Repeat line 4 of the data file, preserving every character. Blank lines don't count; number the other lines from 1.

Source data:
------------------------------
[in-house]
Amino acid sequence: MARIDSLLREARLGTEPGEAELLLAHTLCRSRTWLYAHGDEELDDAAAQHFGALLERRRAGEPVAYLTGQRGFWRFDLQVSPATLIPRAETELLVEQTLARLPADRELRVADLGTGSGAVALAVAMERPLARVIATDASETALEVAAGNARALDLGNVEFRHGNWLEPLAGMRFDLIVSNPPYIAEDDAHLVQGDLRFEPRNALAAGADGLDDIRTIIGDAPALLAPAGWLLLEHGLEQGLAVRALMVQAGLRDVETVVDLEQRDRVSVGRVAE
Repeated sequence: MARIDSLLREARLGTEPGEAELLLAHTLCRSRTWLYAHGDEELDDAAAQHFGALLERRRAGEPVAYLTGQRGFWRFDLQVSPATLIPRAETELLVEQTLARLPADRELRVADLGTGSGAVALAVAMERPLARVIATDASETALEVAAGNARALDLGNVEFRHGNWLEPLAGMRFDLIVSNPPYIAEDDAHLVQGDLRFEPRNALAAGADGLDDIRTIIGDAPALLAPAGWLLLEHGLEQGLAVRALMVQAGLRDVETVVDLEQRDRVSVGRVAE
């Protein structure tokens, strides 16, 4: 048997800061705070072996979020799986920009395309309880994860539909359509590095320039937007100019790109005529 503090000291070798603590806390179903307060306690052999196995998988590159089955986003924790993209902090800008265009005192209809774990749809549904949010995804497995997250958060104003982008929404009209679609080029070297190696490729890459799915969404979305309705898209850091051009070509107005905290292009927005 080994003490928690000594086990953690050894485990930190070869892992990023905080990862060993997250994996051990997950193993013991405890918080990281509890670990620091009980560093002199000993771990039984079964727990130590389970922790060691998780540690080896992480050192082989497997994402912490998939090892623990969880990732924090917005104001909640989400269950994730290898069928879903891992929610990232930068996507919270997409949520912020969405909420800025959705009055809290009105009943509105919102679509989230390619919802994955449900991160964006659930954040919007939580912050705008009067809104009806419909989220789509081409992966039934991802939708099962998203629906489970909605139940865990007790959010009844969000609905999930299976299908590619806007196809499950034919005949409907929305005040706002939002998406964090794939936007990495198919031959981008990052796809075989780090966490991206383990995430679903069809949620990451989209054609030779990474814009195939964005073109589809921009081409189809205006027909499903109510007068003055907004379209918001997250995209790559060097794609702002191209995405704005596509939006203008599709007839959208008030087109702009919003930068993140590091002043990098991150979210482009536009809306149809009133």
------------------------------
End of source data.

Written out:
């Protein structure tokens, strides 16, 4: 048997800061705070072996979020799986920009395309309880994860539909359509590095320039937007100019790109005529 503090000291070798603590806390179903307060306690052999196995998988590159089955986003924790993209902090800008265009005192209809774990749809549904949010995804497995997250958060104003982008929404009209679609080029070297190696490729890459799915969404979305309705898209850091051009070509107005905290292009927005 080994003490928690000594086990953690050894485990930190070869892992990023905080990862060993997250994996051990997950193993013991405890918080990281509890670990620091009980560093002199000993771990039984079964727990130590389970922790060691998780540690080896992480050192082989497997994402912490998939090892623990969880990732924090917005104001909640989400269950994730290898069928879903891992929610990232930068996507919270997409949520912020969405909420800025959705009055809290009105009943509105919102679509989230390619919802994955449900991160964006659930954040919007939580912050705008009067809104009806419909989220789509081409992966039934991802939708099962998203629906489970909605139940865990007790959010009844969000609905999930299976299908590619806007196809499950034919005949409907929305005040706002939002998406964090794939936007990495198919031959981008990052796809075989780090966490991206383990995430679903069809949620990451989209054609030779990474814009195939964005073109589809921009081409189809205006027909499903109510007068003055907004379209918001997250995209790559060097794609702002191209995405704005596509939006203008599709007839959208008030087109702009919003930068993140590091002043990098991150979210482009536009809306149809009133």